Notes from Brazil's Cup of Excellence Competition – Year of the Big Beans
I just returned to Portland from helping judge the most recent 2009 Cup of Excellence® competition, which was held during the end of November in Machado, Brazil. It was a fantastic competition, held in an amazing coffee producing country I have wanted to visit for many years.
Brazil is the world’s largest producer of coffee, much of it admittedly mediocre-to-average in quality. But as I became intimately aware during my 10 days in Brazil, it is also capable of producing exquisite coffees that completely belie the skeptical (or something less derogatory) feelings about this origin that most specialty coffee roasters around the world have. I admit that – prior to this Cup of Excellence competition – I shared some of these views, primarily because the vast majority of Brazilian coffees I have tasted over the years have been just ordinary. Having tasted hundred of these coffees over the past two weeks, I feel confident that Brazil isn’t given the respect it deserves for its better coffees, nor for the passion for quality exhibited by many of its growers.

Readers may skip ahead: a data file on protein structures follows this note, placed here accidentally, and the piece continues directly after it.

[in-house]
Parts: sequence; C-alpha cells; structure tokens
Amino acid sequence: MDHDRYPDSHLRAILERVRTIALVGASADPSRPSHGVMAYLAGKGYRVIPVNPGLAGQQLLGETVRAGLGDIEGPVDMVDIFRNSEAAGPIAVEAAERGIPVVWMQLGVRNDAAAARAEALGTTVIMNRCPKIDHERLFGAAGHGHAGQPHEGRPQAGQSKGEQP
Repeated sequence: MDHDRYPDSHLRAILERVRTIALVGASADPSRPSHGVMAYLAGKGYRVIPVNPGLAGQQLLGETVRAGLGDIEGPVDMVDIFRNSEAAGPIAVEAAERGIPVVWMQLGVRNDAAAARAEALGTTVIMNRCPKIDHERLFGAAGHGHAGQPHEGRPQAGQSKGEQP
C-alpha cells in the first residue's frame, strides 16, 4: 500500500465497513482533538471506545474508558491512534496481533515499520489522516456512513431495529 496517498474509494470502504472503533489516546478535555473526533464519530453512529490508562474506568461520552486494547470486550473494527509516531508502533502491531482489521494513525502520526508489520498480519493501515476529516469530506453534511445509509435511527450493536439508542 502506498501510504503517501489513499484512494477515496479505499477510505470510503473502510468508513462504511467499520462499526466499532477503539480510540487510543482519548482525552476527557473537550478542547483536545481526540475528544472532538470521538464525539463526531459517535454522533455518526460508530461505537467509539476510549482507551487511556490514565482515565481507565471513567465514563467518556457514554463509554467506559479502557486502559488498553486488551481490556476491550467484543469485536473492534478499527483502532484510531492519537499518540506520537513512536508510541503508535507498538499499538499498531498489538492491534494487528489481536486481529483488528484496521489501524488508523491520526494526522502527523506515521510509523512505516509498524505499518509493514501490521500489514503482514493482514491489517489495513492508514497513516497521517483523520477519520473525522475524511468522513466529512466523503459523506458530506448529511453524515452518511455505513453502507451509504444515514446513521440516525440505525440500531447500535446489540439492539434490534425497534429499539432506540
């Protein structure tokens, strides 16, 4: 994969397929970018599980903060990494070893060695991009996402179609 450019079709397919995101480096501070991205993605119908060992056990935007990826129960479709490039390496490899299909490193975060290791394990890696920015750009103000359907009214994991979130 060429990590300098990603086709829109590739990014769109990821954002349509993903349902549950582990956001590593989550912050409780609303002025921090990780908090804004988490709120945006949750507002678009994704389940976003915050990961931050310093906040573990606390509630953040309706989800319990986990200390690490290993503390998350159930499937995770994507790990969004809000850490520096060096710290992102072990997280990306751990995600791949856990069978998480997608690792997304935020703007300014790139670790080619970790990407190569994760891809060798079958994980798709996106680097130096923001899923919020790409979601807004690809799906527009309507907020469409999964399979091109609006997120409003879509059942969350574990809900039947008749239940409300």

The Brazilian event was the second Cup of Excellence competition I’ve judged this year – the first was held in March in Pereira, Colombia. Since Colombia is the world’s second largest producer of coffees, I guess that 2009 for me was the "Year of the Big Beans" as a COE judge! These two events contrast with the other COE competitions I’ve helped judge over the years in smaller producing countries Rwanda and Bolivia.
Because Brazil is such a huge country (fully 90% the size of the United States in area, with over 190 million citizens), it’s hard to generalize about it. But I have to say that I was expecting something completely different than what I discovered during my visit. The competition was held in the heart of the coffee producing region of Brazil, the state of Minas Gerais - north of São Paulo and west of Rio de Janeiro. I expected the land to be flatter and not nearly as attractive (who knows how or why), but I was blown away by just how beautiful the countryside in Minas Gerais (known locally as "MG") actually was. The land is full of hills and forests, streams and lakes, with much of the land in pastures and fields that would have looked at home in Kentucky or Tennessee. MG is the cattle and dairy region of Brazil, with coffee – despite its well-manicured and impressive presence around almost every corner – playing a supportive role in the region instead of a dominate one.